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Following the Tunisian date trail

Qin Xie
31 January 2014
Following the Tunisian date trail
Visiting Tunisia to track down prized dates.

Dates are probably one of the most underrated fruits around. Once prized by nations for its sweetness and nutritious pulp, it's fallen to the wayside to make room for trendy super foods.

But it could be said that dates were the original super food, having been cultivated for some 5,000 years. They are nutrition-rich, with an abundance of iron, calcium, Vitamins A and C and are said to slow the development of heart disease and cancer. Yet they seem to be rarely acknowledged in the UK beyond being the perfect way to break a fast or as a moist-maker in cakes and puddings.

To learn more about dates, I travelled to Kebili in Southern Tunisia.

Tunisia is one of the major producers of dates with production mainly in the south of the country, towards the rugged landscape that leads to the Sahara dessert. There, 350 different varieties of dates are currently being cultivated. They vary in size, shape, colour and flavour but almost all of them are harvested between October and January.

[Try dates in this traditional Tunisian recipe: sticky, crunchy makroud]

Small pockets of lush green date palms intersects the salty terrain, making the most of the scarce ground water to form the oasis. Similar to cocoa plantations, the top level foliage is made up of the date palms while the undergrowth is filled with banana palms and other fruiting vegetation. At the heart of the bigger oasis, towns and cities have built up over centuries to take advantage of this unique ecosystem.

Kebili was such an oasis.

The town recently hosted the region's second International Festival of Dates, incorporating the national date festival that had taken place in nearby Douz for the previous three decades. This year, the three-day festival offered visitors the opportunity to watch traditional performances, taste local foods and learn about date cultivation and gradation.

The festival was not only a celebration of dates and their products but it was also a chance for producers to gather and share knowledge.

At the festival, I learnt that Deglet Nour, or date of light, is the most commonly available variety in Tunisia as the date palm which produces it is extremely productive. The date itself, a golden caramel nugget that's plump with sweet, fleshy fruit, is reminiscent of persimmon and simply delicious.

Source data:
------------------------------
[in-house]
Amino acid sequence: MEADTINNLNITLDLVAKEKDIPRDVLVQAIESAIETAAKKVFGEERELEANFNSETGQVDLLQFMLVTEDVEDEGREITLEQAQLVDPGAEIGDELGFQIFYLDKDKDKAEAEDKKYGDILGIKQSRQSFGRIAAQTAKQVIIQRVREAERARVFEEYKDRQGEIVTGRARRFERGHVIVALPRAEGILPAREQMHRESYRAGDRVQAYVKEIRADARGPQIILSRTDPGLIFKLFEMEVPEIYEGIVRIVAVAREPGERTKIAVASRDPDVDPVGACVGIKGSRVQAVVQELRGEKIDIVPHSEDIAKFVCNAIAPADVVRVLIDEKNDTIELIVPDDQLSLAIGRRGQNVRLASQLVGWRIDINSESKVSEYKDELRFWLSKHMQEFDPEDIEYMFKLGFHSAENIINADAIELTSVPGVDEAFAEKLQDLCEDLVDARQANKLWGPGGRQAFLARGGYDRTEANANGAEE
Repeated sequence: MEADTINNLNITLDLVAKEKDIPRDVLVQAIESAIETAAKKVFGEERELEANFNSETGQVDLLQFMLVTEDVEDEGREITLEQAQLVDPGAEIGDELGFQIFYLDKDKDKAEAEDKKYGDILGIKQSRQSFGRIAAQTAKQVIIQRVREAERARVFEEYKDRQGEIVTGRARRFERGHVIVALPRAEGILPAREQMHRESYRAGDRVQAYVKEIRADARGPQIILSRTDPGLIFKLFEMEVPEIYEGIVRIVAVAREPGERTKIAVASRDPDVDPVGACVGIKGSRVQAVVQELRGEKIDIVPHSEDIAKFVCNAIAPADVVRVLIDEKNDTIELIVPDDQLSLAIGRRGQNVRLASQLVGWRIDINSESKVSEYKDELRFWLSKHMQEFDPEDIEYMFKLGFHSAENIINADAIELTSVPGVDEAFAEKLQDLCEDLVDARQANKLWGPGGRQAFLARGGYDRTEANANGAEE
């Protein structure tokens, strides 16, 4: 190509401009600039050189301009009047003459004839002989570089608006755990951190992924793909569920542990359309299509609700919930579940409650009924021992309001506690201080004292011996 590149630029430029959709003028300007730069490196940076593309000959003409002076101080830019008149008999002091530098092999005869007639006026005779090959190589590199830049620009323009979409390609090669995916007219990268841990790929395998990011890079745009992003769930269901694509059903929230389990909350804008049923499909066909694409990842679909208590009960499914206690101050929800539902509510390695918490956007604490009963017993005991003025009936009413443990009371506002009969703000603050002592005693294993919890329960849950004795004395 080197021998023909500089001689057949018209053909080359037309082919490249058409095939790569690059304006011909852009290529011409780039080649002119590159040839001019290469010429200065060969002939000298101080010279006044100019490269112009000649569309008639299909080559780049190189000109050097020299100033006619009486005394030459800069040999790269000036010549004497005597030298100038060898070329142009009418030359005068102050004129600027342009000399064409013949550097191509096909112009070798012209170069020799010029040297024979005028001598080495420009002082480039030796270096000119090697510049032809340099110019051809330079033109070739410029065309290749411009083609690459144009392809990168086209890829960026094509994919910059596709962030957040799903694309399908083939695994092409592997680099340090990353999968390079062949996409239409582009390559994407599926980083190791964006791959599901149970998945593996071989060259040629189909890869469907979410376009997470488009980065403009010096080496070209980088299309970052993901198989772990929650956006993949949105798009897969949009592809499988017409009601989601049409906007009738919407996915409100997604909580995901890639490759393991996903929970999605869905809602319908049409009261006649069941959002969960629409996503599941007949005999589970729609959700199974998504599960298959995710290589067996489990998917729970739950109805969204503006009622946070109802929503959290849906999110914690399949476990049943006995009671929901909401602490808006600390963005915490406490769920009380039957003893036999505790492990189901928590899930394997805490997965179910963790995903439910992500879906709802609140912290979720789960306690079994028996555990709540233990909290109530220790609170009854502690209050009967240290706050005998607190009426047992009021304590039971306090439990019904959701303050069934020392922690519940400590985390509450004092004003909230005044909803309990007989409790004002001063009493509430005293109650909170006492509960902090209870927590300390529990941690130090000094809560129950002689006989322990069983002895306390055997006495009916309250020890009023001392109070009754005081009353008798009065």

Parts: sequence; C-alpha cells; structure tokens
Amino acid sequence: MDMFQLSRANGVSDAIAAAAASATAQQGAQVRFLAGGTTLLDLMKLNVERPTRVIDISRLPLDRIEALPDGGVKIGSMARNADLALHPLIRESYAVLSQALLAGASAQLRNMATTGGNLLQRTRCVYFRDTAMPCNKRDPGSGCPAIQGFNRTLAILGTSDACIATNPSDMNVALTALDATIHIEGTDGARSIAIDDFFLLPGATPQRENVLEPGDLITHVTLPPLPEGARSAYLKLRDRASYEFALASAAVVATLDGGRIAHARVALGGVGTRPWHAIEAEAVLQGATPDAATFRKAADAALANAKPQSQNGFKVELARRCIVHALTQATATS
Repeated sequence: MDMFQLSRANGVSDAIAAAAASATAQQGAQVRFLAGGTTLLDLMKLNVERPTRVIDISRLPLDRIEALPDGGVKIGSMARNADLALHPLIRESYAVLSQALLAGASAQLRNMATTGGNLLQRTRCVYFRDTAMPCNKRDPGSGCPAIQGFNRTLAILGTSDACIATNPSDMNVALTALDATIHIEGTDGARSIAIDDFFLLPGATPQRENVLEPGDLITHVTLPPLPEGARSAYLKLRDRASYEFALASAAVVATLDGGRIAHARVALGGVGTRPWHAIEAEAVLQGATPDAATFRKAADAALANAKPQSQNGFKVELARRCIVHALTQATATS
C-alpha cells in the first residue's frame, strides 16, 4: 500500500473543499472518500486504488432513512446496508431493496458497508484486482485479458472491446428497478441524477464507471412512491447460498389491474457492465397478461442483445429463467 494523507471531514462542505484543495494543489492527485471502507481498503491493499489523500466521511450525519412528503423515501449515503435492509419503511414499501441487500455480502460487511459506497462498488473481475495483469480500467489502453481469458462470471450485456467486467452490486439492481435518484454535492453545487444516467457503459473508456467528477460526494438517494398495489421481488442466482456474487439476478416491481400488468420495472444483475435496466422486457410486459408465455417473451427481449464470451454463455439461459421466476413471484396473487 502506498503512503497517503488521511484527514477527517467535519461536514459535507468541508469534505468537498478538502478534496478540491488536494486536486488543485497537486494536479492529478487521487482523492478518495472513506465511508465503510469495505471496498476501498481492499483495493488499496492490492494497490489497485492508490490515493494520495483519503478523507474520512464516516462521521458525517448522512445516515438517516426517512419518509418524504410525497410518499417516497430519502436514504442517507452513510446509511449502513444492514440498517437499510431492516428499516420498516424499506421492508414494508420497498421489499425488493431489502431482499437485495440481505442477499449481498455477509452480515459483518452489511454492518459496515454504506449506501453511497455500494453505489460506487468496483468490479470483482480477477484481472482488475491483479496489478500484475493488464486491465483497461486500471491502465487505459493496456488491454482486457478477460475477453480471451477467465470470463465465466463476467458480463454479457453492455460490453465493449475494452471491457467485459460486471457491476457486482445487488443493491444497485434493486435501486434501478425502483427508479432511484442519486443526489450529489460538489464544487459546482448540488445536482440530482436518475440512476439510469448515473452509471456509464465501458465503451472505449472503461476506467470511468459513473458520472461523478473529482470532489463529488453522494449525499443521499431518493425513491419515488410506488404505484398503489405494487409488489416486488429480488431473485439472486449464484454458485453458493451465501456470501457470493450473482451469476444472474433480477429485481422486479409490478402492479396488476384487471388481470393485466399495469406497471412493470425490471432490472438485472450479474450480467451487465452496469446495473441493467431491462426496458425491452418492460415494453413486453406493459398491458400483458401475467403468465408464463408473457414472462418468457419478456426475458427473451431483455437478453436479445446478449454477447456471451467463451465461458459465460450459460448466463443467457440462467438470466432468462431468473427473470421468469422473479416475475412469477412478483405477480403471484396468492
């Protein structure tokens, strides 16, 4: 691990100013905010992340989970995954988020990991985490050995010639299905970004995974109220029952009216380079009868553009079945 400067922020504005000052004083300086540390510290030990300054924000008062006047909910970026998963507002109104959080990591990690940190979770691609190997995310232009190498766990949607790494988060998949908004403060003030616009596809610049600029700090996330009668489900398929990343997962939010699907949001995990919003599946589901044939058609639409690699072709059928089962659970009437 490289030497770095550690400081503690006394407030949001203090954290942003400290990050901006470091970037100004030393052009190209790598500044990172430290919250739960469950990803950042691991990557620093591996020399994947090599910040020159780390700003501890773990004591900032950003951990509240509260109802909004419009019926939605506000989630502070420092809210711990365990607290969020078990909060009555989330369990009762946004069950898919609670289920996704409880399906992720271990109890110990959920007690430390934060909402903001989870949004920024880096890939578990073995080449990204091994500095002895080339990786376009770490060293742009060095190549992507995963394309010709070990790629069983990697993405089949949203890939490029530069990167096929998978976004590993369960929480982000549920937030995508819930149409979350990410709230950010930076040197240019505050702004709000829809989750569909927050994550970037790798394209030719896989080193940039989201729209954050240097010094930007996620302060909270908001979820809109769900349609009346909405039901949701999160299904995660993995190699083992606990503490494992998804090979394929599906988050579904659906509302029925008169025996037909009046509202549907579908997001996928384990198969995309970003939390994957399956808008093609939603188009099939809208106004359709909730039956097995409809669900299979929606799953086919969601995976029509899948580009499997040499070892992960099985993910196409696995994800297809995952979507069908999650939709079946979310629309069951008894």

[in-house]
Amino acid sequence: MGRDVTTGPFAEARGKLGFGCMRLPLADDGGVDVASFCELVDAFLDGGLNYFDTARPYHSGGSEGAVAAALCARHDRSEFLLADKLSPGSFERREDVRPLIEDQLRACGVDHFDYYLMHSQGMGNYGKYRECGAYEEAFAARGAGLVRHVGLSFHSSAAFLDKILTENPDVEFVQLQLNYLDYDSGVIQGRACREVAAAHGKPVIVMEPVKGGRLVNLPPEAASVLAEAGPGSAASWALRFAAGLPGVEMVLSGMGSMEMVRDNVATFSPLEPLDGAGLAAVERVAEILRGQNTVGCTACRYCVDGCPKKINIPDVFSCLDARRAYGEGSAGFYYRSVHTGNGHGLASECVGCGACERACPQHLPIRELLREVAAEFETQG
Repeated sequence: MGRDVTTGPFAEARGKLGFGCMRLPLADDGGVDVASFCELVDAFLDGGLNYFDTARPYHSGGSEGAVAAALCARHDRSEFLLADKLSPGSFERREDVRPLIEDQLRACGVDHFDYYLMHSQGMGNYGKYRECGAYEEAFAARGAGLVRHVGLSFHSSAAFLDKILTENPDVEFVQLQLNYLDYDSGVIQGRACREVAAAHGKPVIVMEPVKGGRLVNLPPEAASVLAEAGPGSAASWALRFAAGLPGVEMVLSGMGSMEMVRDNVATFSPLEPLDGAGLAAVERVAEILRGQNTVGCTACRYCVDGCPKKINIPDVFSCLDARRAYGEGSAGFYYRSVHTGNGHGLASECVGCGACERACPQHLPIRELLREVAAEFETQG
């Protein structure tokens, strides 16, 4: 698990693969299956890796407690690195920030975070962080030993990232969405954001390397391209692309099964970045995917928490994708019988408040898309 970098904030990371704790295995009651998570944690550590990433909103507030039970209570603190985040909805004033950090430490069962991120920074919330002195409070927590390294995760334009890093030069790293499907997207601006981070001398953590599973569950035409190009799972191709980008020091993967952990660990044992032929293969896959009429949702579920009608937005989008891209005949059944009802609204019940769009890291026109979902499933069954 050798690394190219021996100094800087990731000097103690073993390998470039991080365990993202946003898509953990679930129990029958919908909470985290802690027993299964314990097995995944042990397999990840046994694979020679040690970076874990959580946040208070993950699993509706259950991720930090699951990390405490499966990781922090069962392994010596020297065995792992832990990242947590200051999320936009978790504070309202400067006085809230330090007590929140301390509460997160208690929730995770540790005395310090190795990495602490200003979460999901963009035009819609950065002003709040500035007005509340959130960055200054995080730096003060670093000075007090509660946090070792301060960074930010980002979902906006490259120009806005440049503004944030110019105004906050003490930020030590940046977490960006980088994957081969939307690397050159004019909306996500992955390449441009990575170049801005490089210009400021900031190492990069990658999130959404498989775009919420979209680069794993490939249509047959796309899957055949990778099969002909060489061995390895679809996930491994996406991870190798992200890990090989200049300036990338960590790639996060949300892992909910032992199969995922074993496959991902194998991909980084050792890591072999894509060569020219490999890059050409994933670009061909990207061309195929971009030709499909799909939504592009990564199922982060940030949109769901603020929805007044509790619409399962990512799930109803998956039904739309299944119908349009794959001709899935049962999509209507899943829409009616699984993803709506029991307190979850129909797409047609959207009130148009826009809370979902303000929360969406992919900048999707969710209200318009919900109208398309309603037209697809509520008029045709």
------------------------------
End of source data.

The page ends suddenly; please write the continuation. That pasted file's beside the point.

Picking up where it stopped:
Unfortunately Deglet Nour is also extremely susceptible to pests and disease. One of the biggest challenges that date palm growers faced was the Red Palm Weevil.

Originating from India, the weevil affects all palm trees by boring holes into their trunks and infesting the tree until it eventually dies. The insects have no natural predator in Tunisia and cannot be treated chemically as the dates are produced organically. The only method available to the palm growers would be containment.

After crossing the Chott el Jerid, a large salt lake, I arrived at my next stop - Tozeur.

Tozeur is an oasis known for buildings decoratively fashioned with sand coloured bricks, which absorbs the light of the sun. The bricks themselves are unique in that they're made with ashes of palm trees - just another one of the many by-products of date production.

Tozeur is also the home of Eden Palm, a museum dedicated to history and culture of date production.

According to my guide at the museum, palms can start life as a seed, and therefore create a new variety, or as an offshoot from an existing palm, and therefore be considered a clone. The new palms are either pollinating male plants or fruit-bearing female plants though it's impossible to tell which the tree will become until it flowers.

The palm workers will generally live amidst the trees in modest palm huts so they can water the palms and fertilise accordingly. In the dessert, there might only be three to five days of rain a year so water becomes a very important resource.

From about 15 years old, the palm trees will become productive with fruit. From there on, the cultivation becomes extremely labour intensive. The workers must scale the trees and fertilise them by hand. At harvest, they must scale the trees once again to collect the fruit, which might weigh as much as 10kg per bundle.

Back in the UK and playing with dates as a culinary ingredient, I never realised how hard they were to come by. But then I suppose that's the thing with treasured foods - they're hard to produce but the result is worth all the effort.

If you want to follow the date trail in Tunisia...

Return flights to Tunis

Tunisair operates seven flights per week from London Heathrow to Tunis, prices start from £169, including taxes. www.tunisair.com.


Rooms at the three star Mehari Hotel in Douz start from £30 per person, per night, based on two people sharing a double room on a bed and breakfast basis. www.goldenyasmin.com/mehari-douz/

Rooms at the five star Regency Hotel in Gammarth start from £42 per person, per night, based on two people sharing a double room on a bed and breakfast basis. www.regencytunis.com.

Additional information

For all your travel needs and for information on what's happening in Tunisia, please visit www.cometotunisia.co.uk.

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